Several hundred members of the Fairfax Education Association gave a halfhearted endorsement last week to a wage-and-benefits package that many say was forced down the association's throat.
The salary settlement will provide a pay increase for teachers in the next fiscal year of 9.1 percent - 3.1 percent less than the current year's rise in the cost of living. Many teachers at the assembly noted bitterly that they had little choice in the matter, since they do not have collective bargaining rights. School officials cut short by one month their discussions with association representatives (ordinarily, pay talks continue until mid-December) and reportedly delivered an ultimatum; if the teachers did not accept the 9.1 percent figure before the end of the discussions, school officials would make their own decision about the amount of their raise.
Teachers also were unhappy with several provisions of the benefits package. Many criticized a plan to develop a county-run continuing-education program. The proposal -- initiated by school officials -- would eventually allow the school system to discontinue tuition reimbursement to its employes by offering courses of its own.
Gales of laughter and a few hisses swept through the crowd when association president Bill Costello announced that school administrators were calling the new program the "Fairfax Academy."
Teachers were assured that those already enrolled in degree programs at local colleges could continue to receive tuition reimbursement until they received their degrees. Teachers starting programs in the future would be required to take courses through the county or pay for their own educations.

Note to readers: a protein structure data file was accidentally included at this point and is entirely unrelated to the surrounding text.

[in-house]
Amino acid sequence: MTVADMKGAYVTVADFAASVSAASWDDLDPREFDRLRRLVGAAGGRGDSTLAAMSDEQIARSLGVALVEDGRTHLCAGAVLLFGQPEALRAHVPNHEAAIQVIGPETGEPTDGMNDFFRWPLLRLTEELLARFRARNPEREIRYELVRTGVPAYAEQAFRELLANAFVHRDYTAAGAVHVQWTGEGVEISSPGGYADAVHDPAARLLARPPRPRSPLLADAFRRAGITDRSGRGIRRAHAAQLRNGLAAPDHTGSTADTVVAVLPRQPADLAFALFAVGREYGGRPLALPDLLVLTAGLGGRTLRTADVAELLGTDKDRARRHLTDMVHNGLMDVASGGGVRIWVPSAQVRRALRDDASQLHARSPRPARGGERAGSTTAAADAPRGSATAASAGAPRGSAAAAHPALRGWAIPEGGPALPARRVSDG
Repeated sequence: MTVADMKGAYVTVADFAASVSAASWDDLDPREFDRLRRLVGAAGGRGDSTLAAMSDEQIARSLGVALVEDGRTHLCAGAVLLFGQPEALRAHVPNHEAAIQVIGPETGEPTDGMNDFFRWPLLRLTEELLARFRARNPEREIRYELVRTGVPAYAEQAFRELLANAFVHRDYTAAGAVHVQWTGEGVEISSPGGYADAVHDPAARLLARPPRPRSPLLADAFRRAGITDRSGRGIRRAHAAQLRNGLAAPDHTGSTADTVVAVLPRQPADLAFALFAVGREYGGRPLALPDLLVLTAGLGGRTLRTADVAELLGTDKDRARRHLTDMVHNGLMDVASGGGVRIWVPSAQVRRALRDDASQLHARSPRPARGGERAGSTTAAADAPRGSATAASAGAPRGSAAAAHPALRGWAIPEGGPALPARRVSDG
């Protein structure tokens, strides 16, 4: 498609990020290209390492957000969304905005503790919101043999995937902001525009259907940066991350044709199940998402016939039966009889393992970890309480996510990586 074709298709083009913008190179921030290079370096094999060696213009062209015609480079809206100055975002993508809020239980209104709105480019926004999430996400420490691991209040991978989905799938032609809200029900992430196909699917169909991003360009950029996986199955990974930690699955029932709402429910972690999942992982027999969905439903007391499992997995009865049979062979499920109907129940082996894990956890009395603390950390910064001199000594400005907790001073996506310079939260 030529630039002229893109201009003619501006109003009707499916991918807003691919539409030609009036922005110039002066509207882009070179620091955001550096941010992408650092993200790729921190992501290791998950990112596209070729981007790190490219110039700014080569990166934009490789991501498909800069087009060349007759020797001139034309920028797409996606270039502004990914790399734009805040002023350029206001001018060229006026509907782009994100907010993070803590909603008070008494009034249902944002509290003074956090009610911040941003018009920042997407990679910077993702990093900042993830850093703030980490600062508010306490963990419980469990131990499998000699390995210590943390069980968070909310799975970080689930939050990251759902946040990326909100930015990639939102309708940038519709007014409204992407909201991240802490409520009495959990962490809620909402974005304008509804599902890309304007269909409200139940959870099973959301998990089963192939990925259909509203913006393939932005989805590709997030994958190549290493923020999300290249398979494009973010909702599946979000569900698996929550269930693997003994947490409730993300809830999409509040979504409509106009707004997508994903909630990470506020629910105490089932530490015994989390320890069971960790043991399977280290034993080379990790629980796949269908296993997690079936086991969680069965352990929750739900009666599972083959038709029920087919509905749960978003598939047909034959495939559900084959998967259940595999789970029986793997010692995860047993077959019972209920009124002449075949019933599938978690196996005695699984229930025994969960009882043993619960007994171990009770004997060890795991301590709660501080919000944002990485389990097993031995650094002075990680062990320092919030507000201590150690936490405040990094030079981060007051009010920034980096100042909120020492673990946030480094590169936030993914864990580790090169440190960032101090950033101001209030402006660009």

Many teachers complained that the proposal would deprive them of a broad course selection. Several said they worried that the plan would discourage teachers from earning advanced degrees -- thereby saving the school system money and depriving teachers of access to higher pay scales.
"This is not a loss, believe us, this is not a loss," pleaded association representative Gloria Thorpe Johnson after several speakers critized the program.
The association did succeed in getting school officials to approve one benefit provision the teachers wanted -- the association president will be allowed two years' leave from teaching, instead of one. This action followed a decision by the association last month to allow its president to seek two consecutive terms.
In spite of their unhappiness with the wage-and-benefits package, the teachers commended their representatives for long hours at the discussion table with a standing ovation -- clearly complimenting their endurance, not the final settlement.
Until mid-December, the teachers' group and school officials will continue talks on nonfiscal matters, including issues such as evaluation of teacher performance and grievance procedures.